Saturday, May 19, 2012

Saturday Evening Review: Janai Nelson on Felon Disenfranchisement

Felon disenfranchisement is a US reality that conlawprofs from non-US constitutional democracies can find a bit startling.  Its justifications are many, but Professor Janai Nelson considers whether the real motivation isn't "viewpoint discrimination" and if so, whether it is susceptible to constitutional challenge. 

8b4c91918eb34dfaa193700cc6d355e3In The First Amendment, Equal Protection, and Felon Disfranchisement: A New Viewpoint, forthcoming in Florida Law Review, available on ssrn, Nelson considers cases regarding viewpoint discrimination in voting regulations, and examines the justifications for felon disfranchisement  "identifying both the perceived viewpoint that legislatures intend to exclude and the viewpoint that is ultimately excised from the electoral process."  She argues:

in the effort to exclude a ―criminal viewpoint, another potential viewpoint, which I term the ―canary viewpoint is excised from the body politic. The canary viewpoint refers to the miner‘s canary whose death signals atmospheric dangers in the mine. In the context of felon disfranchisement, the canary viewpoint results from the intersectionality of race, crime, and low socio- economic status that combine to create the disfranchised population. Random and disparate breaches of the social contract would suggest individual choice rather than systemic group-based causes produce this phenomenon. . . .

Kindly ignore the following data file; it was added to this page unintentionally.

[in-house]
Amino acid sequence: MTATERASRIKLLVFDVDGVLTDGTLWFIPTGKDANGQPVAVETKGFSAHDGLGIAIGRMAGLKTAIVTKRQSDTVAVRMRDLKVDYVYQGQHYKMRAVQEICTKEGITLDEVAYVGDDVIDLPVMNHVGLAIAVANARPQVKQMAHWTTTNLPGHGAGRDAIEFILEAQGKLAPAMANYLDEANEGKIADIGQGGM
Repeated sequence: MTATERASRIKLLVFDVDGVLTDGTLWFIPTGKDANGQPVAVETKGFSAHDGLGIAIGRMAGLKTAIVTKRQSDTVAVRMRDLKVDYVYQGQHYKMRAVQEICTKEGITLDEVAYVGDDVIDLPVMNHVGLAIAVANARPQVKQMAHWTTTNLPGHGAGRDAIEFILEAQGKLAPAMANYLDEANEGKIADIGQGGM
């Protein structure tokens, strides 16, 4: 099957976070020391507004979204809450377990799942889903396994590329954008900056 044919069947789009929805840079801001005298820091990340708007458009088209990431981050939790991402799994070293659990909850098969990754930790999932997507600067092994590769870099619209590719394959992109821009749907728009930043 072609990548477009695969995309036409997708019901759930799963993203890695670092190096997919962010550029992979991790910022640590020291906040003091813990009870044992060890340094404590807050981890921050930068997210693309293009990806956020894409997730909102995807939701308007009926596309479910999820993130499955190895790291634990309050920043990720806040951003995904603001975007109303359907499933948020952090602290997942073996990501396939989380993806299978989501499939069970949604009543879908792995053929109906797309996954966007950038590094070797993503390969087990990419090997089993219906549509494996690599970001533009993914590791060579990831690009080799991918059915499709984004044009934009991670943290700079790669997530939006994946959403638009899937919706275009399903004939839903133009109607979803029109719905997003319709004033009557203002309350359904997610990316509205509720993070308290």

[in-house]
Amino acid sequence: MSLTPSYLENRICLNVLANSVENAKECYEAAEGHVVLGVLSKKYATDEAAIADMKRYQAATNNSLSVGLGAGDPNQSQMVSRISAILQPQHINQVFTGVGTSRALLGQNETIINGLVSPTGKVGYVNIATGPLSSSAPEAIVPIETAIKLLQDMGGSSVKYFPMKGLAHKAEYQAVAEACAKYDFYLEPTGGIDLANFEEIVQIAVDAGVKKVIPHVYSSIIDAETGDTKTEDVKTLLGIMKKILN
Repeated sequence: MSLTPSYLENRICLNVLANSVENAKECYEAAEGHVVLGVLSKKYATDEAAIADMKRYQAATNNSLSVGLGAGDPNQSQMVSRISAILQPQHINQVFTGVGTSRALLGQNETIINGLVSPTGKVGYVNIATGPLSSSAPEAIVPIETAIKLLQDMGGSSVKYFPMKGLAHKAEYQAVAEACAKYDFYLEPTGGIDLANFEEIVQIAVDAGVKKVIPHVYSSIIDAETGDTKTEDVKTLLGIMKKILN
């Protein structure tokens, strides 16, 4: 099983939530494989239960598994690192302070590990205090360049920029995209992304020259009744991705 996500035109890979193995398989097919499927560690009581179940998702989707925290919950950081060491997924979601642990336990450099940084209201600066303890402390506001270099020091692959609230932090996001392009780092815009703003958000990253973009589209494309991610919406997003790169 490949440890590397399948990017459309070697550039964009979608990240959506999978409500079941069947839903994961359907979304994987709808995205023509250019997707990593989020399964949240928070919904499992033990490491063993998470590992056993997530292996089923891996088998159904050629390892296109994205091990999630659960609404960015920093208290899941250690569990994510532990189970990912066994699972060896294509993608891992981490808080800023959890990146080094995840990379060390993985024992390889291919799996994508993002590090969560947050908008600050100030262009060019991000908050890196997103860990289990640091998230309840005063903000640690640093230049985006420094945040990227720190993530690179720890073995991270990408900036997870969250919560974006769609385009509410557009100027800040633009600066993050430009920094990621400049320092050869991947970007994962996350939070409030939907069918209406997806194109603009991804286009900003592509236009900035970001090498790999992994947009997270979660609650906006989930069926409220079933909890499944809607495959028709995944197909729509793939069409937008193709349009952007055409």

Without the benefit of the political participation of those citizens who have failed to uphold the social contract, it is more difficult to understand or attract sustained attention to the root causes of its breach. As a result, democracy functions by silencing those who might signal its failure.

 Of course, any constitutional challenge to felon disenfranchisement must confront Richardson v. Ramirez (1974) in which the Court held that § 2 of the Fourteenth Amendment authorized states to deny voting rights based on a felony conviction.  Nelson argues that Ramirez does not extend to intentional discrimination in the form of vote denial because of how persons (felons) may vote.


Equal Protection, First Amendment, Fourteenth Amendment, Race, Scholarship | Permalink

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